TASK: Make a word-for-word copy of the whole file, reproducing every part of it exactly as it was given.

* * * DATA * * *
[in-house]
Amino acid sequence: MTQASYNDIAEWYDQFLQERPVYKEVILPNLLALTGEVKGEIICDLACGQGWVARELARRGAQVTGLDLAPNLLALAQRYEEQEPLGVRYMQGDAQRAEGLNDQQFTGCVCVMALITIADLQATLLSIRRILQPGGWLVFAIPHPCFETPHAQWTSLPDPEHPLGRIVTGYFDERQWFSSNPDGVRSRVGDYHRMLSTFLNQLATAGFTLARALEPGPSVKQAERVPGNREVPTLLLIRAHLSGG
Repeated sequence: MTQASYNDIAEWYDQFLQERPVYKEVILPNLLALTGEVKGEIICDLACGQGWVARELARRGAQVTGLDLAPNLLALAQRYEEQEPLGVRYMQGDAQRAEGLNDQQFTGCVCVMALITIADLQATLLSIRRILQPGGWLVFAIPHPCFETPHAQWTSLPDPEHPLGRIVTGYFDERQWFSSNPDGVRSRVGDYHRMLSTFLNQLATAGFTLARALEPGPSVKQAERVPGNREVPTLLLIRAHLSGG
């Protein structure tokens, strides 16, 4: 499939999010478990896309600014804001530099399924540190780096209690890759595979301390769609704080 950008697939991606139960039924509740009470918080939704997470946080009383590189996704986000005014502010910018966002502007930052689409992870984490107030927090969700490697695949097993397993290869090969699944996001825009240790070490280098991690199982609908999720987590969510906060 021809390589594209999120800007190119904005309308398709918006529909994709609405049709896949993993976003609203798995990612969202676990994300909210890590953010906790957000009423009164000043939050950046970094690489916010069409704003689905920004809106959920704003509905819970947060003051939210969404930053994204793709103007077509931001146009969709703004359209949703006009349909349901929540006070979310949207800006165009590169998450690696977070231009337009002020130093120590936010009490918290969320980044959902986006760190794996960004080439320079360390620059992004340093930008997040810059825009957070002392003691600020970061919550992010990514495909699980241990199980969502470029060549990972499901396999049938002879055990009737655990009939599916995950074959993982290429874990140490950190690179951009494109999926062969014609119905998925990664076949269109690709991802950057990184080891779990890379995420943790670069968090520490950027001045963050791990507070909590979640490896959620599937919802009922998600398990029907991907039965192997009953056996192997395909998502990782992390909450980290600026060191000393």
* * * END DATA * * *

[in-house]
Amino acid sequence: MTQASYNDIAEWYDQFLQERPVYKEVILPNLLALTGEVKGEIICDLACGQGWVARELARRGAQVTGLDLAPNLLALAQRYEEQEPLGVRYMQGDAQRAEGLNDQQFTGCVCVMALITIADLQATLLSIRRILQPGGWLVFAIPHPCFETPHAQWTSLPDPEHPLGRIVTGYFDERQWFSSNPDGVRSRVGDYHRMLSTFLNQLATAGFTLARALEPGPSVKQAERVPGNREVPTLLLIRAHLSGG
Repeated sequence: MTQASYNDIAEWYDQFLQERPVYKEVILPNLLALTGEVKGEIICDLACGQGWVARELARRGAQVTGLDLAPNLLALAQRYEEQEPLGVRYMQGDAQRAEGLNDQQFTGCVCVMALITIADLQATLLSIRRILQPGGWLVFAIPHPCFETPHAQWTSLPDPEHPLGRIVTGYFDERQWFSSNPDGVRSRVGDYHRMLSTFLNQLATAGFTLARALEPGPSVKQAERVPGNREVPTLLLIRAHLSGG
């Protein structure tokens, strides 16, 4: 499939999010478990896309600014804001530099399924540190780096209690890759595979301390769609704080 950008697939991606139960039924509740009470918080939704997470946080009383590189996704986000005014502010910018966002502007930052689409992870984490107030927090969700490697695949097993397993290869090969699944996001825009240790070490280098991690199982609908999720987590969510906060 021809390589594209999120800007190119904005309308398709918006529909994709609405049709896949993993976003609203798995990612969202676990994300909210890590953010906790957000009423009164000043939050950046970094690489916010069409704003689905920004809106959920704003509905819970947060003051939210969404930053994204793709103007077509931001146009969709703004359209949703006009349909349901929540006070979310949207800006165009590169998450690696977070231009337009002020130093120590936010009490918290969320980044959902986006760190794996960004080439320079360390620059992004340093930008997040810059825009957070002392003691600020970061919550992010990514495909699980241990199980969502470029060549990972499901396999049938002879055990009737655990009939599916995950074959993982290429874990140490950190690179951009494109999926062969014609119905998925990664076949269109690709991802950057990184080891779990890379995420943790670069968090520490950027001045963050791990507070909590979640490896959620599937919802009922998600398990029907991907039965192997009953056996192997395909998502990782992390909450980290600026060191000393």